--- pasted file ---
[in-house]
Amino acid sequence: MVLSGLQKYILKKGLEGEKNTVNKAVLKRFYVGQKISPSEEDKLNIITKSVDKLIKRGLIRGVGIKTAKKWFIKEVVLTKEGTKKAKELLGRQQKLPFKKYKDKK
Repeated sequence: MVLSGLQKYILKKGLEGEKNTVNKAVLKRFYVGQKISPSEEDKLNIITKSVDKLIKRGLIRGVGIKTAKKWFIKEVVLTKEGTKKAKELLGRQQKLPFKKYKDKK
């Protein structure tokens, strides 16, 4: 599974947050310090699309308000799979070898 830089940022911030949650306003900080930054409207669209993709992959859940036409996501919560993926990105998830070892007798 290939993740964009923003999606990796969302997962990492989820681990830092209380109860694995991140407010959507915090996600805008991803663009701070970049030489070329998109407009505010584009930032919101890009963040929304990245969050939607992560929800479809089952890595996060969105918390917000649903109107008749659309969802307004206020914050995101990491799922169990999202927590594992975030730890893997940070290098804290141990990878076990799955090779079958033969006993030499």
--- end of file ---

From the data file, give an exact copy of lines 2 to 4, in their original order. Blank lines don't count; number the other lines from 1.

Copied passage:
Amino acid sequence: MVLSGLQKYILKKGLEGEKNTVNKAVLKRFYVGQKISPSEEDKLNIITKSVDKLIKRGLIRGVGIKTAKKWFIKEVVLTKEGTKKAKELLGRQQKLPFKKYKDKK
Repeated sequence: MVLSGLQKYILKKGLEGEKNTVNKAVLKRFYVGQKISPSEEDKLNIITKSVDKLIKRGLIRGVGIKTAKKWFIKEVVLTKEGTKKAKELLGRQQKLPFKKYKDKK
């Protein structure tokens, strides 16, 4: 599974947050310090699309308000799979070898 830089940022911030949650306003900080930054409207669209993709992959859940036409996501919560993926990105998830070892007798 290939993740964009923003999606990796969302997962990492989820681990830092209380109860694995991140407010959507915090996600805008991803663009701070970049030489070329998109407009505010584009930032919101890009963040929304990245969050939607992560929800479809089952890595996060969105918390917000649903109107008749659309969802307004206020914050995101990491799922169990999202927590594992975030730890893997940070290098804290141990990878076990799955090779079958033969006993030499």